A Los Angeles Times series describing the profound degradation of the world’s oceans won the Pulitzer Prize for explanatory reporting Monday, the 38th time the newspaper has been awarded journalism’s top honor.
The five-part “Altered Oceans” project, headed by environmental reporter Kenneth R. Weiss, revealed how mankind has choked the oceans with trash, nitrogen, carbon and other pollutants -- killing sea life, making some coastal residents sick and effectively turning evolution back to a primeval epoch when primitive organisms reigned.
Reporter Usha Lee McFarling and photographer Rick Loomis teamed with Weiss to create the stories, photo galleries, animated graphics and videos (posted at latimes.com/oceans) that evoked a broad and emotional response from citizens and political leaders.
“We cling to this notion that the oceans are too big to change. But it turns out they are not. The oceans are suffering from an accumulation of assaults,” said Weiss, who grew up surfing and scuba diving in his native California. “We need to be much more careful what we are pulling out of the ocean and what we are dumping into the ocean.”
Southern California had a second winner Monday, as LA Weekly restaurant reviewer Jonathan Gold won the Pulitzer for criticism for his “zestful, wide-ranging restaurant reviews, expressing the delight of an erudite eater.” It is the first Pulitzer for the Weekly and reportedly the first time the criticism prize has gone to a restaurant writer.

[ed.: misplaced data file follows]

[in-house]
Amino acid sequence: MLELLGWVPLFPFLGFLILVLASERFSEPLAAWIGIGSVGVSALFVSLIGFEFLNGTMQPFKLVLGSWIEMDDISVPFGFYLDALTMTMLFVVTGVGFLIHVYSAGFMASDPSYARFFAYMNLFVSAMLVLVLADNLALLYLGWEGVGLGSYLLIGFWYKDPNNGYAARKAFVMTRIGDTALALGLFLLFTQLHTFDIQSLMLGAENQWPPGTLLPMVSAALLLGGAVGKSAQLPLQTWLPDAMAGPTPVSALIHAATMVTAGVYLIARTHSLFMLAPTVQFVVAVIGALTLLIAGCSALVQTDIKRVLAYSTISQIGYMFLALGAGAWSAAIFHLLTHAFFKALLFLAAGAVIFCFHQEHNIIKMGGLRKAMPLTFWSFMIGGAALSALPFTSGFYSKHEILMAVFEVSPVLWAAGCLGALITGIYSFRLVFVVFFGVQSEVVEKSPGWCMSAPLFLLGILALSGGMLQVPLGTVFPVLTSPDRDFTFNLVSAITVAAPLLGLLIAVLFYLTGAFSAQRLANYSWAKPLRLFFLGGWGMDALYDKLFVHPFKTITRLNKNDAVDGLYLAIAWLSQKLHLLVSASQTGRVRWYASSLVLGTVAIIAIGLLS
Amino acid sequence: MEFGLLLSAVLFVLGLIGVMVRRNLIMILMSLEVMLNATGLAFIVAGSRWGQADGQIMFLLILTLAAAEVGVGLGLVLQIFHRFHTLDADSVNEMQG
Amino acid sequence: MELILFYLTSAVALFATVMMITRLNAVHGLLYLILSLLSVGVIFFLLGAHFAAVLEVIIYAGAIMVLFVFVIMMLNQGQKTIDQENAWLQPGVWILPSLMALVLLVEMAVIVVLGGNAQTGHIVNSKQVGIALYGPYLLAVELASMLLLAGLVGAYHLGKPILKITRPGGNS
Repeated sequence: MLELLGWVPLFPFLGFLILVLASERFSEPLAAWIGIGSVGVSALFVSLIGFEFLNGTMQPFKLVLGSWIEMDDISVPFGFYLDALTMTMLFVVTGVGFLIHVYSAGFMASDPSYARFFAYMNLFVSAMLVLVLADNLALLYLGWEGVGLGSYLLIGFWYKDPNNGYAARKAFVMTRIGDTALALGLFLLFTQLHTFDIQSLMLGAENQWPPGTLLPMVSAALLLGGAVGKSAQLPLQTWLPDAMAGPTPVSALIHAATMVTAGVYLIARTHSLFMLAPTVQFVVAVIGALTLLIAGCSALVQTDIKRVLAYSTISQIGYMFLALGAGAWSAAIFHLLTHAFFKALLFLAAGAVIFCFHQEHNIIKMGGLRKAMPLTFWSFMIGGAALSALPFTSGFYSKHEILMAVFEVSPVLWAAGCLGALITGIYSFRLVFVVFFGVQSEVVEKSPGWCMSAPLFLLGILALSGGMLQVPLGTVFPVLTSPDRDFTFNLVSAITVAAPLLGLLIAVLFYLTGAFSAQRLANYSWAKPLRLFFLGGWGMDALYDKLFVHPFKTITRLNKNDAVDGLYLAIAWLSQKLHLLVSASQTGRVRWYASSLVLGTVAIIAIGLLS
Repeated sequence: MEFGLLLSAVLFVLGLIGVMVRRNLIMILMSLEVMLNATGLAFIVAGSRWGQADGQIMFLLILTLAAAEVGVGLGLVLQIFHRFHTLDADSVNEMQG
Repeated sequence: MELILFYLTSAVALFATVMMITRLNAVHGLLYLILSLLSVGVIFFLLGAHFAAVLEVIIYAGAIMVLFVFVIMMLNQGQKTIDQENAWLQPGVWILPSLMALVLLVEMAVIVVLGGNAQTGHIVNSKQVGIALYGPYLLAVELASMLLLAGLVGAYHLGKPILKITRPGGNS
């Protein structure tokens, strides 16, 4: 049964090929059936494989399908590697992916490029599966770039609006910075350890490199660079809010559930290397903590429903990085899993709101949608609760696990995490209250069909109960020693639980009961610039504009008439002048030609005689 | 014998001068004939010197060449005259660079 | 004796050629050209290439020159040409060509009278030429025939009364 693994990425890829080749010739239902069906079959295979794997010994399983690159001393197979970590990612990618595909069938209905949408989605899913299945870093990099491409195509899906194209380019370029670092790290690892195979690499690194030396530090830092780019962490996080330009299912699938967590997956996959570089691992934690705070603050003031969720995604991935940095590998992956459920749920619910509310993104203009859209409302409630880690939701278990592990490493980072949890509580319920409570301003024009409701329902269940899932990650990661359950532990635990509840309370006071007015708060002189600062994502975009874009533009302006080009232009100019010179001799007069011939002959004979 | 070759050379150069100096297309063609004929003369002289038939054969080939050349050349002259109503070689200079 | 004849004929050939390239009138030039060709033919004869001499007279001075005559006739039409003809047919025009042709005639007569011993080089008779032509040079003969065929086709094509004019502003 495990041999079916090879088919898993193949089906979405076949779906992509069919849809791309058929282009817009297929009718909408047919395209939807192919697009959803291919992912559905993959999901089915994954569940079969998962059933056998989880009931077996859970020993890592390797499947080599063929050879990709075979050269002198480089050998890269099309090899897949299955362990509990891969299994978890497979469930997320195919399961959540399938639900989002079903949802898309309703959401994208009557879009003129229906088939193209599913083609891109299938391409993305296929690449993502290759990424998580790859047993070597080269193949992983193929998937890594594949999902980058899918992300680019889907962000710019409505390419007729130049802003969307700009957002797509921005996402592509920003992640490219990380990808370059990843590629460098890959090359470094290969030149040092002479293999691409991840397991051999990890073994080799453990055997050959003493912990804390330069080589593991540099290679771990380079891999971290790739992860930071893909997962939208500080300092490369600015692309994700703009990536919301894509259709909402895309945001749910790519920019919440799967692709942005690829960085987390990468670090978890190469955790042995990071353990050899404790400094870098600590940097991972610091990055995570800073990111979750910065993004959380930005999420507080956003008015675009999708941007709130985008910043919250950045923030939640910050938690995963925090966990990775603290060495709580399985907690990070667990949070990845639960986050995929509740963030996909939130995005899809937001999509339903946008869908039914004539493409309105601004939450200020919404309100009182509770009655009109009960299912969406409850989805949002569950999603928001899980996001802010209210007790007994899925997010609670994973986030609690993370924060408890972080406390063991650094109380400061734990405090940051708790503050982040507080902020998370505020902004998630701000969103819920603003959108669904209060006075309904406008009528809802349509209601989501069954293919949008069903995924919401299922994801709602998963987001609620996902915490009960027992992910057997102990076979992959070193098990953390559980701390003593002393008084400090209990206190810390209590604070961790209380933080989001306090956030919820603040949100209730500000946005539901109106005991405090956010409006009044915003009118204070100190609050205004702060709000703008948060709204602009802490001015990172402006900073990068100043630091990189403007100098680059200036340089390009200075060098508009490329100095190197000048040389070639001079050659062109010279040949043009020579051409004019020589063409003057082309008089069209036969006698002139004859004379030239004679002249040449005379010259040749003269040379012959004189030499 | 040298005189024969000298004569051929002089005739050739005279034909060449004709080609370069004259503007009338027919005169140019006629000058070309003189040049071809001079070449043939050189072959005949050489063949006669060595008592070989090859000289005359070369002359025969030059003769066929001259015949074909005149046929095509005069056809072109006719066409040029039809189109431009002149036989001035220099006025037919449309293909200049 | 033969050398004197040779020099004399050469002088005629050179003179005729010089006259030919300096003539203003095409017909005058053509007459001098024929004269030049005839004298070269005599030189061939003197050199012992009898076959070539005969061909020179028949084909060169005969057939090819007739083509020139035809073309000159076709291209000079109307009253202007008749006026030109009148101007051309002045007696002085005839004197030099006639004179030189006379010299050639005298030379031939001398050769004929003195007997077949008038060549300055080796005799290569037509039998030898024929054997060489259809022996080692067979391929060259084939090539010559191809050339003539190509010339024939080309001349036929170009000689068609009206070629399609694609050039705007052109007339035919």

No one publication dominated this year’s journalism prizes, although the Wall Street Journal made a strong showing by winning two: the international reporting citation for its stories about the adverse effects of China’s booming capitalism and the award for meritorious public service, for its expose of top business executives who manipulated stock-option grants to give themselves massive payouts.
The Journal’s stories on so-called option backdating were just one of several examples of the invaluable watchdog function served by newspapers in 2006, said Pulitzer administrators at Columbia University.